In just a few short days, Guild Wars 2 (GW2) will unleash on the MMO gaming community. This innovative new game will change the way many look at massive multiplayers and RPG. Such game-changing things are usually met with either massive success or massive derision. In case of massive success, here’s your definitive guide to the races and classes of GW2, releasing on August 28.
Before you delve into these, be sure to read our quick overview of GW2 so you can become familiar with some of the differences between this game and those you’ve become used to. If you don’t at least understand the way GW2 is handling the Trifecta (aka “tanks, healers, and DPS”), then you won’t really get the class/race information below either.
Before we get started, let’s put one thing to rest: ZAM asks if Guild Wars 2 is really ready to launch. Our answer? Hell ya! Having seen the beta and final readiness release information from ArenaNet, the game is definitely ready to rock.
There are five races in the game, each with a different back-story of lore and intrigue to bring it into the fray. Each has unique abilities and some overall personality to it that comes from both that trait as well as the lore behind it. They aren’t quite as (badly?) done as the different racial speech patterns of World of Warcraft (are trolls supposed to sound like Jamaicans, and if so, where are the references to Bob Marley and herbs?) and are kind of fun in their own way. The following descriptions of each race will give obvious hints towards their strengths and weaknesses and which classes they generally attune towards.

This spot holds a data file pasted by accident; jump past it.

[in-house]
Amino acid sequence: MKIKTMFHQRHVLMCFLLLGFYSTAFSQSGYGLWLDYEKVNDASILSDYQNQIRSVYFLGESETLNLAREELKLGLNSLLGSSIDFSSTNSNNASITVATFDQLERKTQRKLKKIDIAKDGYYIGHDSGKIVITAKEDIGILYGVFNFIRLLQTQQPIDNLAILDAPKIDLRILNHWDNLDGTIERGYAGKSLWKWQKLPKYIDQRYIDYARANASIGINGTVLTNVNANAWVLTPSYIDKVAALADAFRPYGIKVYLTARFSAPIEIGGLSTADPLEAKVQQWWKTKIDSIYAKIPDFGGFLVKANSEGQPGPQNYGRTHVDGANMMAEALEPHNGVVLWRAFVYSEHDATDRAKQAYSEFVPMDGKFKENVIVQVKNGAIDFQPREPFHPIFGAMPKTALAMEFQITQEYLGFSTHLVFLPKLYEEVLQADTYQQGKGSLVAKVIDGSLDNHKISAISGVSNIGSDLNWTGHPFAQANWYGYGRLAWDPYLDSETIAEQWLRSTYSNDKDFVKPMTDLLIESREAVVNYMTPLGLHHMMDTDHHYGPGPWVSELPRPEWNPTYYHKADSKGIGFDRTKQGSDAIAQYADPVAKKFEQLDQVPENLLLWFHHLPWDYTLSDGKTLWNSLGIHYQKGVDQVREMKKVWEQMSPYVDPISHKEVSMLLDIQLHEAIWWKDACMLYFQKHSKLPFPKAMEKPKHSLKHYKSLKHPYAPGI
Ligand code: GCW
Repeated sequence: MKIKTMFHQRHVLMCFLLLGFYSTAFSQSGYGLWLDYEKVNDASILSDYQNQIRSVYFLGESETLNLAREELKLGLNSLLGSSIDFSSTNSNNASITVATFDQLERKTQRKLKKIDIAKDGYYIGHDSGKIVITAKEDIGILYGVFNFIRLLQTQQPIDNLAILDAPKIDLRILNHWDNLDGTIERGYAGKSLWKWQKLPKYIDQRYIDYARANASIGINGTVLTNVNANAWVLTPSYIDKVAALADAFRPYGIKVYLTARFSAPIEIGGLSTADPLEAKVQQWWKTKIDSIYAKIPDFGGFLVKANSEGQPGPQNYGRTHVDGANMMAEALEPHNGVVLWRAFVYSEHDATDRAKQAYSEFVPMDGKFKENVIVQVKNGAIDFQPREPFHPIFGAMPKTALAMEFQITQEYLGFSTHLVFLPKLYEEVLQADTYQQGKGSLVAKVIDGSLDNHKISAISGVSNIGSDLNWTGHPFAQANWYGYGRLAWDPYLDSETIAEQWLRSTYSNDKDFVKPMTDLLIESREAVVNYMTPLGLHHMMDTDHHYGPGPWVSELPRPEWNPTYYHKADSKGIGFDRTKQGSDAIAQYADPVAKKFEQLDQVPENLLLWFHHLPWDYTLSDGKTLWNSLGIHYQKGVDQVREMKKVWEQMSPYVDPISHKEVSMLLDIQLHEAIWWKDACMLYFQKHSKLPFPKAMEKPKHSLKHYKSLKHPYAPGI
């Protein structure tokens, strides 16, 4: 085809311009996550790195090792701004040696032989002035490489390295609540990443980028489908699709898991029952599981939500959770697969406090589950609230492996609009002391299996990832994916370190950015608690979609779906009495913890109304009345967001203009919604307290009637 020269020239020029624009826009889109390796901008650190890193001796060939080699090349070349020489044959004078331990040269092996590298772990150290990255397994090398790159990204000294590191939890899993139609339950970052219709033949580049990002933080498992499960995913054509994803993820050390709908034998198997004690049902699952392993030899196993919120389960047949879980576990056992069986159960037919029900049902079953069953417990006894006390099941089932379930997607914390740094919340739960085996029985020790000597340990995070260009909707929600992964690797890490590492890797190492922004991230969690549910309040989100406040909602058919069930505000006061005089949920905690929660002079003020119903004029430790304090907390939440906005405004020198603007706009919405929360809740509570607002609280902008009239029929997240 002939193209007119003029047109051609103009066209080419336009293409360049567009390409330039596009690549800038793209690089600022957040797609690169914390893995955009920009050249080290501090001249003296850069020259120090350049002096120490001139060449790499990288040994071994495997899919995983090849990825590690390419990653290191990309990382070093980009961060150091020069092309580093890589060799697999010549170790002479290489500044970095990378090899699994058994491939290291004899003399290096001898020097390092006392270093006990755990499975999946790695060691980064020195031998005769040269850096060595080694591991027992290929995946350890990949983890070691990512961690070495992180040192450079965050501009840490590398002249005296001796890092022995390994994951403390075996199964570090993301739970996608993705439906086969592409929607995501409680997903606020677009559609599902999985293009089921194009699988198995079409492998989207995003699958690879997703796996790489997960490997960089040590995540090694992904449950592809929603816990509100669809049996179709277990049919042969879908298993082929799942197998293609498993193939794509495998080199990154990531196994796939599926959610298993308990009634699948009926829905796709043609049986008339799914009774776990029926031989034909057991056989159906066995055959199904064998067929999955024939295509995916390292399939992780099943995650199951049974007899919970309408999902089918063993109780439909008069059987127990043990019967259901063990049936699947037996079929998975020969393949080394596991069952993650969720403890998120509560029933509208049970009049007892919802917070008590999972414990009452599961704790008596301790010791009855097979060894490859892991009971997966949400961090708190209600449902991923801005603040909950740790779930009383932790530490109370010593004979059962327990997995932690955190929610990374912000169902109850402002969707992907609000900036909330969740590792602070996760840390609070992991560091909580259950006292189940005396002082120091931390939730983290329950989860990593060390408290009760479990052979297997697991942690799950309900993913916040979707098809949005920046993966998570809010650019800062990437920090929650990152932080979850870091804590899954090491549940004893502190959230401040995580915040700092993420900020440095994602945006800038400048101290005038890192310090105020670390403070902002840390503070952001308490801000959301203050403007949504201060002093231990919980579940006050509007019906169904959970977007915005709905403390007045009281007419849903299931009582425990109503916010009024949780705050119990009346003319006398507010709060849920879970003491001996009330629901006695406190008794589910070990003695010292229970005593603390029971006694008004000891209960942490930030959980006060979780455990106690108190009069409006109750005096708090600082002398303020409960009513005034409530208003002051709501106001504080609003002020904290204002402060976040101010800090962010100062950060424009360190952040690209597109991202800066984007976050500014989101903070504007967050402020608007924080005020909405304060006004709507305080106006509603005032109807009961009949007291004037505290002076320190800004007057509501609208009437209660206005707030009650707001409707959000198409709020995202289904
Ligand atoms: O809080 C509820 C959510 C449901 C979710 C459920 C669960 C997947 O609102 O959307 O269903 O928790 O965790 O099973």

So, in no particular order, the races of GW2:
Destined to be the least-played race, since all of us already have some general experience with them and games are about escapism, so the other, cooler-looking races will likely get first pick. Still, humans have some interest, not the least of which is the fact that they’re the underdogs of the game and one of the options when making a human is to fill in your character’s mandatory back story with your greatest regret being having not joined the circus. Really.
These are basically really awesomely-armored Vikings. These are barbarians that resemble humans and live in the arctic with a shamanic culture. Their story lines tend to have a lot of shape changing, hunting, and snowball fights. They talk a lot about drinking as well.
These are humanoid lions with horns. They are, for all intents and purposes, the Orcs of the Guild Wars. Everything for them is about butt-whoopin and barbarism. A lot of things revolve around war, arenas, clan loyalties, and war.
This is the race all of the girl players will build their characters on. They’re basically the anime-styled cat hobbits of GW2. They wear vaguely Asian-esque clothing and hats, commit many acts of comedy, and are the technical (aka “gobos”) of the world. Lots of inventions and eccentricities here.
Speaking of races girls will play, this one is for the more grown up females. As the name hints, these are basically green elves. Their hair is actually plant life and have lore like being born out of a tree and spend a lot of time in foliage gardening.